We had been wandering all around Ljubljana, the capitol, for several days, but felt it was time to go farther afield. The problem was that most places we might want to visit were essentially inaccessible by public transport, and we didn’t have an automobile.
In her research, Jeannie came across Roundabout Travel tours, a local, small-group (8-people max) tour company whose Karst and Coast Mystery tour would visit three of major sights of the Primorska region: the Škocjan Caves, the Lipica Stud Farm (the “c” in Lipica is pronounced as a “z” and in Italian: Lipizza) Stud Farm and the coastal town of Piran. It sounded perfect, so we signed up.
The morning of our tour, we walked to tourist information center where we were the last passengers to be picked up, and after introductions all around, we were on our way.
The Karst Plateau or the Karst region, also simply known as the Karst, is a limestone plateau region extending across the border of southwestern Slovenia and northeastern Italy. It is underlain by limestone that has been eroded by dissolution, producing ridges, towers, fissures, sinkholes, caverns, caves, and other characteristic landforms. The Slovenian Karst lent its name to karst landscapes and phenomena across the world, since it was here that geologists first described numerous karst features.
Our first stop was the Škocjan Caves, an excellent example of a karst feature. The vast cavern system features approximately 6 k (3.7 mi) of well lit, beautiful underground passages, deep chasms, waterfalls, underground lakes. Along the way fantastic stalactites and stalagmites, dripping and humid, decorated the floors and ceilings. The caves contain Europe’s largest underground gorge with the Reka River running 200m (over 650ft) below the surface, and are designated a UNESCO World Heritage site. Unfortunately, no photography was allowed, but we understood the restriction as you’d never get a group through in time.
On the way to the next stop on the tour, we stopped in a small village for a light lunch of locally produced prosciutto, cheese, olives, bread, and wine. A specialty of the area is the pumpkin seed oil, which was surprisingly delicious.
Our next stop was the Lipica Stud Farm, the original* home of Lipizzaner stallions. Established in 1580, it is considered the oldest stud farm with continuous horse breeding in the world. Unfortunately, this entry fee was not included in our tour price, and it was higher than what we wanted to pay, so we enjoyed some coffee with another couple on the tour. However, there were pastures nearby where we could view a number of mares and foals. Curiously, one particular feature of the breed is that they are not born white but bay, black or grey. It is only later, usually between five or six years old, that they turn white.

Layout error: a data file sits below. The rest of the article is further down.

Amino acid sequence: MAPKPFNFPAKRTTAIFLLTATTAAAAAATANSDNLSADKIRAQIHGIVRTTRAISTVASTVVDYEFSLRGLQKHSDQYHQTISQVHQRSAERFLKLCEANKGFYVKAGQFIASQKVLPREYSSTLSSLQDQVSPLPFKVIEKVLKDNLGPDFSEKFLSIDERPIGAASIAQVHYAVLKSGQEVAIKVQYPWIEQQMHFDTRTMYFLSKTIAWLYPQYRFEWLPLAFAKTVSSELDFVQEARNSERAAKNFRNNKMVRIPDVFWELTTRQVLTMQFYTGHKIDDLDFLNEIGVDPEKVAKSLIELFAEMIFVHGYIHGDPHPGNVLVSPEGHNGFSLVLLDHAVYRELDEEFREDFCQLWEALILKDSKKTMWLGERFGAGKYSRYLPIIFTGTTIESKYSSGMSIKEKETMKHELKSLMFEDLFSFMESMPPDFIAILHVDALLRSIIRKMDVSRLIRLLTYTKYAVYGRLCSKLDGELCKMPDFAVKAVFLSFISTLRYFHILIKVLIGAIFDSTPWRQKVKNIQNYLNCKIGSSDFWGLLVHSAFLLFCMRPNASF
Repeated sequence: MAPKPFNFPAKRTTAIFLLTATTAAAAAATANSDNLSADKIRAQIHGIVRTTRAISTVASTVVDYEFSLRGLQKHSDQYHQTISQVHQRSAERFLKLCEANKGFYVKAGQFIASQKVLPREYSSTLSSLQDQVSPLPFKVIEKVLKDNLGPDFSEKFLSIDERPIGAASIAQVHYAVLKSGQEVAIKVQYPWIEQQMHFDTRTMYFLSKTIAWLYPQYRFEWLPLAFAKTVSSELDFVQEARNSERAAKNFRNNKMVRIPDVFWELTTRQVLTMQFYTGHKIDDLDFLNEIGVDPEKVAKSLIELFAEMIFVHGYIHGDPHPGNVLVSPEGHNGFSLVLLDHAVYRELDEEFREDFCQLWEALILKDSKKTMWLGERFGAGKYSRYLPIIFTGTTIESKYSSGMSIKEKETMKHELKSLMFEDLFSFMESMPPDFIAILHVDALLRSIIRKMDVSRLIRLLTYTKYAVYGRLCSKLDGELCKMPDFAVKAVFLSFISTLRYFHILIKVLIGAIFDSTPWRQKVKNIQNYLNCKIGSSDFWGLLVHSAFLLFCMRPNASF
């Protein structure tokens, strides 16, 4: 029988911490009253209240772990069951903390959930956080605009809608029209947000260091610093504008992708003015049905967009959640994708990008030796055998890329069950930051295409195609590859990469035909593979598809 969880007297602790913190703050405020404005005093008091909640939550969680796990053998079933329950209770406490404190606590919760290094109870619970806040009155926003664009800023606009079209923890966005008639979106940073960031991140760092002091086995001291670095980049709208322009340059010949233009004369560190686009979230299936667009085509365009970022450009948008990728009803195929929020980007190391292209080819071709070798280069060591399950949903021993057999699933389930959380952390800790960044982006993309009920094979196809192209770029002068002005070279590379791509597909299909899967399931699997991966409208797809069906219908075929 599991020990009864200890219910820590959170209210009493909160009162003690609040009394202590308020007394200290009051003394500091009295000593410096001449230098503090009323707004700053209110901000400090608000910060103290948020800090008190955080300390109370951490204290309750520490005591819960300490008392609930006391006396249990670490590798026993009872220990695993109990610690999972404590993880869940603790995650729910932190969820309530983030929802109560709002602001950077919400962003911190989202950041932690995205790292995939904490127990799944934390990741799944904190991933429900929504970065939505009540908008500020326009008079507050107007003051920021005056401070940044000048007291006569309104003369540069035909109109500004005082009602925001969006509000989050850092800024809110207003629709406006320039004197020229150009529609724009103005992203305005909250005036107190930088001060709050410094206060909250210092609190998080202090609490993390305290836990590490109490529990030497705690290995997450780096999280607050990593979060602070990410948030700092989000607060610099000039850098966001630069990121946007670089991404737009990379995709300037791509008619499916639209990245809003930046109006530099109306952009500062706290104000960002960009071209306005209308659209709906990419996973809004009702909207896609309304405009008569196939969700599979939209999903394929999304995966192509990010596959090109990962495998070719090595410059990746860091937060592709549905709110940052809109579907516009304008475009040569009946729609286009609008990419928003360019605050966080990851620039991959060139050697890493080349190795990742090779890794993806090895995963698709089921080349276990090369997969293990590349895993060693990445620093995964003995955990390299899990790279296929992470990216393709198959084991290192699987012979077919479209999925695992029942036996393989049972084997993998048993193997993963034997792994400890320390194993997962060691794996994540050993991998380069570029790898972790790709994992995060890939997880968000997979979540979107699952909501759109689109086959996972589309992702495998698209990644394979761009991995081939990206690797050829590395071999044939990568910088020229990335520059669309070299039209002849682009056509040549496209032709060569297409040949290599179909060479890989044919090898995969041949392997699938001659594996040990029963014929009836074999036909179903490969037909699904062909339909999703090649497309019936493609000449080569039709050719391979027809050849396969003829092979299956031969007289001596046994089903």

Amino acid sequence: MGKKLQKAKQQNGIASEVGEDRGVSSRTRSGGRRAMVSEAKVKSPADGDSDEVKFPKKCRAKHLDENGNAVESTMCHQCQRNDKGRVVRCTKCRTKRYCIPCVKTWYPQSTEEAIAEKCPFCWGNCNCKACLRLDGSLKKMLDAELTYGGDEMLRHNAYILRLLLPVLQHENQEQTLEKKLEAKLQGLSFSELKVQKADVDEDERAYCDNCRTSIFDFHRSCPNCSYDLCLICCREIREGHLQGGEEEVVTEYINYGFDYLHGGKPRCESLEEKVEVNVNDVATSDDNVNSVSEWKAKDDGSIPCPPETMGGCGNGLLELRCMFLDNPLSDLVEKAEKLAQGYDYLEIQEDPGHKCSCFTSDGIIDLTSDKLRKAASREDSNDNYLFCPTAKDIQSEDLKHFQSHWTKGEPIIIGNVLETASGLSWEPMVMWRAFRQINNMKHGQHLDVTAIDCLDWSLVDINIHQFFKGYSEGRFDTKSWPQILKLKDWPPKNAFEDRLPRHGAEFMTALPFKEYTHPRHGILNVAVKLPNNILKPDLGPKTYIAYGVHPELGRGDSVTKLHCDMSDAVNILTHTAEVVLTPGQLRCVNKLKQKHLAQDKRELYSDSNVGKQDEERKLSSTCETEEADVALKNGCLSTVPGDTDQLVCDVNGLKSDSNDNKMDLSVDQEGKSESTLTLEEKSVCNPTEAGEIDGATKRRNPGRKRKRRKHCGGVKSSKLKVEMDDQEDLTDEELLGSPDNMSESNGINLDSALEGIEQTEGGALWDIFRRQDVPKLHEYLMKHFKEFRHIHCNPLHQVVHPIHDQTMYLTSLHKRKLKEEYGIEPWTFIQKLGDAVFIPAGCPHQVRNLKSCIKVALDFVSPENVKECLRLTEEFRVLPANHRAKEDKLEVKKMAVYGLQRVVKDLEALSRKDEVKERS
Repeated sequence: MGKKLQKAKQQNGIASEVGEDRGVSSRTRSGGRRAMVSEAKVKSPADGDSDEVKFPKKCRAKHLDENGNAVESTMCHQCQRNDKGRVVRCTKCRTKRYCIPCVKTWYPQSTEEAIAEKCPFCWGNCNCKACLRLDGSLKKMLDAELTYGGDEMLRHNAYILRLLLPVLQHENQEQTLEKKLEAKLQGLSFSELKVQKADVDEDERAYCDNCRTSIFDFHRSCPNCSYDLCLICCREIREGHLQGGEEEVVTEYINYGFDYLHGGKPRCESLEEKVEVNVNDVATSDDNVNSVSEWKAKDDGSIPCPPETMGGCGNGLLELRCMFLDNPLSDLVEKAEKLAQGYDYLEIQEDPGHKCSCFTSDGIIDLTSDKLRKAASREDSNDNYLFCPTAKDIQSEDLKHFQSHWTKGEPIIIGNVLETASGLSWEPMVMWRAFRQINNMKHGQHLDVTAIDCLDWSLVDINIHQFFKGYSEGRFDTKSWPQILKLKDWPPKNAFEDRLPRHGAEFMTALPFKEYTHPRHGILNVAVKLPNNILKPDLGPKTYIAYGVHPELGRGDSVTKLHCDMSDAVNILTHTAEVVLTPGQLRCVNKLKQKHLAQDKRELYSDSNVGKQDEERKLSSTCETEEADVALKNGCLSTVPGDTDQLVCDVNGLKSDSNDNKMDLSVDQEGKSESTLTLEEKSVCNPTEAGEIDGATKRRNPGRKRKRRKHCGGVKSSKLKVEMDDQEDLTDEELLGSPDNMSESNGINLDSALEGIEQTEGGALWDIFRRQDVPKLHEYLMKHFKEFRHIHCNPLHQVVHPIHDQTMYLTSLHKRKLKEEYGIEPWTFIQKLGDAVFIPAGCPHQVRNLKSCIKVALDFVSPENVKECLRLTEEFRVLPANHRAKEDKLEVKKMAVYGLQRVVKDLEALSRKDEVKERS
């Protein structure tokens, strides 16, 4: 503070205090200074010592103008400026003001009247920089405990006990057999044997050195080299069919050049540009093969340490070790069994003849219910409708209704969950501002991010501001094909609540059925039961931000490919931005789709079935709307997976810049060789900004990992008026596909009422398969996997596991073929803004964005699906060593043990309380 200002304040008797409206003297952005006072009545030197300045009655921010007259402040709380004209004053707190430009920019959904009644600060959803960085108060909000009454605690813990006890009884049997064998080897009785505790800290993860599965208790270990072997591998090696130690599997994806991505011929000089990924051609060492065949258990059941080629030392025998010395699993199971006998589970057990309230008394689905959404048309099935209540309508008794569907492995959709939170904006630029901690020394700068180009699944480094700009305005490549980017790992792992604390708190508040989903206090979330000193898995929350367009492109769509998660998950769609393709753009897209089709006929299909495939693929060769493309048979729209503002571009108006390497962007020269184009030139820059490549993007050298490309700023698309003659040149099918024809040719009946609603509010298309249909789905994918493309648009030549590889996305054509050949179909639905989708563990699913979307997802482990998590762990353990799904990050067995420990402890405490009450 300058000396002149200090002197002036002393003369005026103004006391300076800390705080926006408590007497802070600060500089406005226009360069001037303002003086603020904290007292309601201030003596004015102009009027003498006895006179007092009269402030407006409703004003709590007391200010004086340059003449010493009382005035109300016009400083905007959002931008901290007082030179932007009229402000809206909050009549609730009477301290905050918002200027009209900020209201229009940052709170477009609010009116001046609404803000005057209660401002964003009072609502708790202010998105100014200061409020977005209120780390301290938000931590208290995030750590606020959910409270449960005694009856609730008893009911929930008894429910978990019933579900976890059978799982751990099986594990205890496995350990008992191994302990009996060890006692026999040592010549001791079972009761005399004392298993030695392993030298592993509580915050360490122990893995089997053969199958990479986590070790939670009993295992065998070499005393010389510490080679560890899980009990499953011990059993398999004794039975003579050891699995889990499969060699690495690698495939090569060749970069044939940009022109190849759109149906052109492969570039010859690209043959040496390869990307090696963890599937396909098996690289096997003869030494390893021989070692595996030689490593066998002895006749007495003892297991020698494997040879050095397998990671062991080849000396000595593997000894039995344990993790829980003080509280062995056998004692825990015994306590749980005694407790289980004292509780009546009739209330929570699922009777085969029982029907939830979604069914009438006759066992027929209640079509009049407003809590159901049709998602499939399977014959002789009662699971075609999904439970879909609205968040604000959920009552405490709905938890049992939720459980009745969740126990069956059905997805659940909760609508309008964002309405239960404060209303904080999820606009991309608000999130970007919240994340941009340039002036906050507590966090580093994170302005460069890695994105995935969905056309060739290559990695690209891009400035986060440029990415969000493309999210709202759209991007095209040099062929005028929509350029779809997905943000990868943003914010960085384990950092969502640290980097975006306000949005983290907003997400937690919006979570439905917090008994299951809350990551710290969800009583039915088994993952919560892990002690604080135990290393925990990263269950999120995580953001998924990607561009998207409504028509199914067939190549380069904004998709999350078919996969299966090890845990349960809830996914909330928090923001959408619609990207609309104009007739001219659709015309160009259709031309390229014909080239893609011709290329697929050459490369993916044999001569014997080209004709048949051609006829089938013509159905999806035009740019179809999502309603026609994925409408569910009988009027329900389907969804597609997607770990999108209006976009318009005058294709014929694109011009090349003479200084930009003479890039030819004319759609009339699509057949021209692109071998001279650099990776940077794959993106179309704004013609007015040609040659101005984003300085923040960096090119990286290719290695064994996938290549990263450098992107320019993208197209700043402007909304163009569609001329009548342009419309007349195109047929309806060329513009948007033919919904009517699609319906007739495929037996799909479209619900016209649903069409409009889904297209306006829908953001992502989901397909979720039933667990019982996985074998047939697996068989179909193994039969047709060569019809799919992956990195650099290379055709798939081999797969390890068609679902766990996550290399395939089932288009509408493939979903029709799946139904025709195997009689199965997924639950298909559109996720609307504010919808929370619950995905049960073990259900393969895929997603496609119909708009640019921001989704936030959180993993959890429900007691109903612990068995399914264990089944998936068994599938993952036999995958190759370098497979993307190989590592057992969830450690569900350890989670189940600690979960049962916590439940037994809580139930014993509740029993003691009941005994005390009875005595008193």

After visiting the horses, our next destination was to Slovenia’s 47 k (29 mi) coastline, sometimes referred to as the Slovene Riviera. Sitting at the tip of a narrow peninsula is the small port town Piran, whose history extends back to before the Roman Empire, and was part of the Republic of Venice from the late 13th to late 18th century. Of course the best way to explore the old town is really by getting lost in its medieval narrow streets and houses, and discovering the charming things that can pop up around every corner. Getting lost is not much of a problem here. It’s small enough that one is never very far from the sea.
One of the great views of Piran is from the free-standing bell tower next to St. George’s Parish Church – a faithful replica of St. Mark’s Campanile in Venice. There were 150 wooden steps to get to the top, but the view of the town and the surrounding Adriatic Sea and Gulf of Trieste made it all worthwhile.
We detoured briefly for ice cream in the coastal town of Koper on the way home. It’s a favorite spot of our tour guide, and only 5 k (3.1 mi) from Slovenia’s border with Italy. It had been a busy day, we had seen a lot, with some interesting people, and we returned home to Ljubljana about 6:30.
We are generally not very enthusiastic about tours. It’s just not for us. But we really enjoy small day-tours like Roundabout Tours. We make sure that it’s a small van ( <18 people or less) and that they don’t try to fit too much into a single tour. And it’s nice to occasionally enjoy the freedom of not having to worry about organization, research, or trying to find transportation. Due to this tour’s style and variety, it was one of our favorite days in Slovenia … so far. It gets better!